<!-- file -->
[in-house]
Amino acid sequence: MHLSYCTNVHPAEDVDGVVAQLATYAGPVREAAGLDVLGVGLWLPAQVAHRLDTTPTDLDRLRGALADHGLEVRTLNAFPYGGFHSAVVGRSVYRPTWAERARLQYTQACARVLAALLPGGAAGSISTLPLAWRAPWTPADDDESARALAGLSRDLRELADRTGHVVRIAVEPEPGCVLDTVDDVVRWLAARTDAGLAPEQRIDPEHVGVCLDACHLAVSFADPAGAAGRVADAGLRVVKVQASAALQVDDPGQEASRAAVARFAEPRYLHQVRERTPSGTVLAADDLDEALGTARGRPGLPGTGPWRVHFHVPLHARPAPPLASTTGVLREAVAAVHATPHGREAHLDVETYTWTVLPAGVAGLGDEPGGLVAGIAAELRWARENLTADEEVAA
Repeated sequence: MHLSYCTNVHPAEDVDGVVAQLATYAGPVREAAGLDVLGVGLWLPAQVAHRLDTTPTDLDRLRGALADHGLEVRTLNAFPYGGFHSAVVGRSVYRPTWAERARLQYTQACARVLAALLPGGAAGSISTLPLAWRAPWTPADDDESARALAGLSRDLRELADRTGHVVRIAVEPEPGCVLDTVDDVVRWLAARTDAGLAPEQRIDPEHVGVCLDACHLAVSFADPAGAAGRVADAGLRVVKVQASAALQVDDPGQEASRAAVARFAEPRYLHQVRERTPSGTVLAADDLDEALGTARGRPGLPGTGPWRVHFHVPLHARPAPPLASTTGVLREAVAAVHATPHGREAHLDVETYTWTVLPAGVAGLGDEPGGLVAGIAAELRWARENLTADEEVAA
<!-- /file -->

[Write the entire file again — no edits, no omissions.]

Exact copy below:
[in-house]
Amino acid sequence: MHLSYCTNVHPAEDVDGVVAQLATYAGPVREAAGLDVLGVGLWLPAQVAHRLDTTPTDLDRLRGALADHGLEVRTLNAFPYGGFHSAVVGRSVYRPTWAERARLQYTQACARVLAALLPGGAAGSISTLPLAWRAPWTPADDDESARALAGLSRDLRELADRTGHVVRIAVEPEPGCVLDTVDDVVRWLAARTDAGLAPEQRIDPEHVGVCLDACHLAVSFADPAGAAGRVADAGLRVVKVQASAALQVDDPGQEASRAAVARFAEPRYLHQVRERTPSGTVLAADDLDEALGTARGRPGLPGTGPWRVHFHVPLHARPAPPLASTTGVLREAVAAVHATPHGREAHLDVETYTWTVLPAGVAGLGDEPGGLVAGIAAELRWARENLTADEEVAA
Repeated sequence: MHLSYCTNVHPAEDVDGVVAQLATYAGPVREAAGLDVLGVGLWLPAQVAHRLDTTPTDLDRLRGALADHGLEVRTLNAFPYGGFHSAVVGRSVYRPTWAERARLQYTQACARVLAALLPGGAAGSISTLPLAWRAPWTPADDDESARALAGLSRDLRELADRTGHVVRIAVEPEPGCVLDTVDDVVRWLAARTDAGLAPEQRIDPEHVGVCLDACHLAVSFADPAGAAGRVADAGLRVVKVQASAALQVDDPGQEASRAAVARFAEPRYLHQVRERTPSGTVLAADDLDEALGTARGRPGLPGTGPWRVHFHVPLHARPAPPLASTTGVLREAVAAVHATPHGREAHLDVETYTWTVLPAGVAGLGDEPGGLVAGIAAELRWARENLTADEEVAA